Hip-hop noise: Is 21-year-old AraabMuzik the Hendrix of sampling?

Designed by Roger Linn and released by the Japanese company Akai in 1989, the MIDI Production Center or MPC has proven to be the backbone of hip-hop production. Its 16-pad interface allows for 64 continuous sample tracks, and has provided producers with some of the intense sound-granulating control that you’ve heard in the genre’s last 20 years.

The MPC has been around for pretty much all of Providence, R.I.’s Abraham Orellana’s life. So it makes almost cosmic sense that Orellana—who does business under the puzzlingly given name of AraabMuzik—has a masterful way of pounding the pads. He came to most peoples’ attention as the man who produced this summer’s “Salute,” the reunion track for Harlem’s Dipset crew (after the jump). Personally I think the kid’s talent far outclasses Dipset’s extreme-swagger stance, but whatever.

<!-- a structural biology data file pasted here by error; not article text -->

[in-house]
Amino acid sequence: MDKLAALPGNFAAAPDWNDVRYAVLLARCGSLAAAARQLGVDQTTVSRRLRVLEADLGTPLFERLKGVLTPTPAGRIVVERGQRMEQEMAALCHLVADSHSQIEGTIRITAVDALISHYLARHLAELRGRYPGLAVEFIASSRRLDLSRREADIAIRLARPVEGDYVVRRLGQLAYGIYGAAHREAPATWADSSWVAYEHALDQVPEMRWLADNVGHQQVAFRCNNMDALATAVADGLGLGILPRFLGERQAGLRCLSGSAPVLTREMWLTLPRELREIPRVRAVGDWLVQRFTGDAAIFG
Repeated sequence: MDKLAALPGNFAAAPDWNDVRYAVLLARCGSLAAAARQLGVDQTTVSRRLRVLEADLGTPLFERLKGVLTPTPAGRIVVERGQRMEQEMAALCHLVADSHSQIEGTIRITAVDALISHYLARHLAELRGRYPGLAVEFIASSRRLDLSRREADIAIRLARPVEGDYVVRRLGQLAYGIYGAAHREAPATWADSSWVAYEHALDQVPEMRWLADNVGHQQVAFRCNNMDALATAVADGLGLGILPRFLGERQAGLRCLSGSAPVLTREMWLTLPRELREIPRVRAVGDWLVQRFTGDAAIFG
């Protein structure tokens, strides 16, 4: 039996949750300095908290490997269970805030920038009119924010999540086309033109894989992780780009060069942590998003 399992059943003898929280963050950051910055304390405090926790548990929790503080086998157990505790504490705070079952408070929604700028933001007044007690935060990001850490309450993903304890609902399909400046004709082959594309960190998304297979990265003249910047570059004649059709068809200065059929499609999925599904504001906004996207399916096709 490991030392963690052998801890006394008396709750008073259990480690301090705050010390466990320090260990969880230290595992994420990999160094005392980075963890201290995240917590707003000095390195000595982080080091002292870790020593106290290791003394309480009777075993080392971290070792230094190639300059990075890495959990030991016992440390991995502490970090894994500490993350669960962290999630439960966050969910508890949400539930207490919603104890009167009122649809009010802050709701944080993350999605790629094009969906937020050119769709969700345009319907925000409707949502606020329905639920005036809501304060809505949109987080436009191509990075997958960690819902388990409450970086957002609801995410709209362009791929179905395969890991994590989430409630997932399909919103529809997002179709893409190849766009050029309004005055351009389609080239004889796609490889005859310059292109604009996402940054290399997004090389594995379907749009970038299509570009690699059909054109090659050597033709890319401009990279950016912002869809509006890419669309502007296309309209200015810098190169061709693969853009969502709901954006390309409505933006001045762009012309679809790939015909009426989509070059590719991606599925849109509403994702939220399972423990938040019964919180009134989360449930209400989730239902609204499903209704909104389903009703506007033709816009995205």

Here he is in raw form in the studio with his buddy the MPC-5000…a visual treatment of his virtuosity to follow…

Here, Death by Electric Shock’s Shane Annas and Kevin Chung link up with New York visuals man System D-128 to add even more spice to the AraabMuzik sound.

And here’s the track that got Araab first noticed: “Salute” by Dipset. The rhymes cover the same ol’ generic swaggering ignorance, but hey, ya can’t have it all…


Posted by Ron Nachmann
12:00 pm



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